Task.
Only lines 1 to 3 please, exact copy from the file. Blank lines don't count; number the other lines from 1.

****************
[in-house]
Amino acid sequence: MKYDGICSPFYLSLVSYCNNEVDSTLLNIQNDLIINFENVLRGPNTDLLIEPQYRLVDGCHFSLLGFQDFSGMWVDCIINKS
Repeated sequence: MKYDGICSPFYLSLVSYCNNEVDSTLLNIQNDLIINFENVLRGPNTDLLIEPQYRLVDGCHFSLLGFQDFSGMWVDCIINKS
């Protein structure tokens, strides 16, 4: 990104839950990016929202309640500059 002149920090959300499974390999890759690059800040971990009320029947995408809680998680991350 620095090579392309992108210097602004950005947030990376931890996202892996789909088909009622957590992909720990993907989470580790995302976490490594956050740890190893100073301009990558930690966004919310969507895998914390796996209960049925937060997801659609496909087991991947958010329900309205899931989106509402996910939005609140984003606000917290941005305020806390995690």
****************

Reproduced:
[in-house]
Amino acid sequence: MKYDGICSPFYLSLVSYCNNEVDSTLLNIQNDLIINFENVLRGPNTDLLIEPQYRLVDGCHFSLLGFQDFSGMWVDCIINKS
Repeated sequence: MKYDGICSPFYLSLVSYCNNEVDSTLLNIQNDLIINFENVLRGPNTDLLIEPQYRLVDGCHFSLLGFQDFSGMWVDCIINKS